Families, Fraud, and Foreclosure: Mortgage Law and Women’s Property in the Eighteenth Century

Friday, January 3, 2014: 9:10 AM
Columbia Hall 9 (Washington Hilton)
Julia E. Rudolph, North Carolina State University
In eighteenth-century mortgage foreclosure cases expectant creditors were often faced with competing claims related to family settlements. This is not surprising since the expansion of long-term mortgage was tied to the development of the strict settlement, and associated methods for preserving and sharing out family wealth, from the mid-seventeenth century on. The recourse to mortgage was actively encouraged by eighteenth-century attorneys and solicitors who helped to increase the number and kinds of mortgages available, and to extend regional credit markets so that mortgage was used by middling as well as landed families, in rural as well as metropolitan areas.   Moreover, the robust development of protections for women’s property in Chancery ensured that questions about trusts, jointures, and dower were usual features of mortgage disputes.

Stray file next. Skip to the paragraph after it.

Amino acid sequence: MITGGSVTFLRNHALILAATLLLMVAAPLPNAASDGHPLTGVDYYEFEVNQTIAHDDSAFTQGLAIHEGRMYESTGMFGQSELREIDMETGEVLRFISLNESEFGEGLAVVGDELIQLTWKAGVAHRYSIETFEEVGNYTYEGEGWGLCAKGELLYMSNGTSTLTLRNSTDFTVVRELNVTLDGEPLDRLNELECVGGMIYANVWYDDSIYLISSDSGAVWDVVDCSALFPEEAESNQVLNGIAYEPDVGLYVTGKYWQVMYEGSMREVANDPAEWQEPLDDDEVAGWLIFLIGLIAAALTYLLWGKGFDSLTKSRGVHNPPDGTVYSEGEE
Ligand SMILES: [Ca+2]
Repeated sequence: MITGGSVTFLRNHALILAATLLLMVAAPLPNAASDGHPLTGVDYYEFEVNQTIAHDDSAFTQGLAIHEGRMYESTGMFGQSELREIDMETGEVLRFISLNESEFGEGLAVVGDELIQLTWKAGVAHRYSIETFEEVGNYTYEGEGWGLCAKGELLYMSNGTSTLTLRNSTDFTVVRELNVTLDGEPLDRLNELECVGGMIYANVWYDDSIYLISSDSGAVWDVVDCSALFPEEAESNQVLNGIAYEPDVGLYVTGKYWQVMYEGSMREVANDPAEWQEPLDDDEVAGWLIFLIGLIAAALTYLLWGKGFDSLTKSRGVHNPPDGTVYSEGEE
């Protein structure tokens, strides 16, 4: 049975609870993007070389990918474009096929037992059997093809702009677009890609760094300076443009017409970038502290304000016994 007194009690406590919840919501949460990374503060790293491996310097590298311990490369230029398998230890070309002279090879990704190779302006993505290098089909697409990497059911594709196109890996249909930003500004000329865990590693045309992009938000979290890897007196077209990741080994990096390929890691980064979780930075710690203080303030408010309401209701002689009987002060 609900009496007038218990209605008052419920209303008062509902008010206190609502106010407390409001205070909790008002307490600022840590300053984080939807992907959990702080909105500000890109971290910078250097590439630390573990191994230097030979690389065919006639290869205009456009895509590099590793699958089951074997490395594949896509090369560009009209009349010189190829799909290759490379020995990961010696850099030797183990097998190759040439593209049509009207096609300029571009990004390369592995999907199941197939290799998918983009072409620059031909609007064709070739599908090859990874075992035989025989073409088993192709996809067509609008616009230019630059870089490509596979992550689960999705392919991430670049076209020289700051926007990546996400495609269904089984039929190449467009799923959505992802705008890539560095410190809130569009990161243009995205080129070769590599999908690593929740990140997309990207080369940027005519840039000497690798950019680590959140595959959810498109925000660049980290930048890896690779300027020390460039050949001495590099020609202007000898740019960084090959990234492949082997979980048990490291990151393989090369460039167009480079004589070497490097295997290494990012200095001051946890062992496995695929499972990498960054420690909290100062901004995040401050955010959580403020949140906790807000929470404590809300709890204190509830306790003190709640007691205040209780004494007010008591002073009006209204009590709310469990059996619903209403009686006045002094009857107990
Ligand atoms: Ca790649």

Most scholars have ignored these kinds of persisting tensions, wrongly assuming that the structure of mortgage settlements, and factors determining foreclosure, had been resolved in Chancery by the end of the seventeenth century. In fact the scope and implementation of mortgage doctrine was left unresolved, and mortgage became a focus for debate about the wider problem of debt, and the worrisome potential for fraud, in this period of economic growth and volatility. This paper will present evidence of such debate from an eighteenth-century treatise literature, as well as from exemplary case law. And it will focus on evidence indicating that typical complaints regarding unfair advantage, fraud and deceit were frequently at the center of disputes not only between creditors and debtors, but also between wives and husbands, mothers and sons. A focus on some of these complaints and problems will not only provide a better understanding of the history of mortgage doctrine, but it will also open up important questions about the extent and security of English women’s property in this period.

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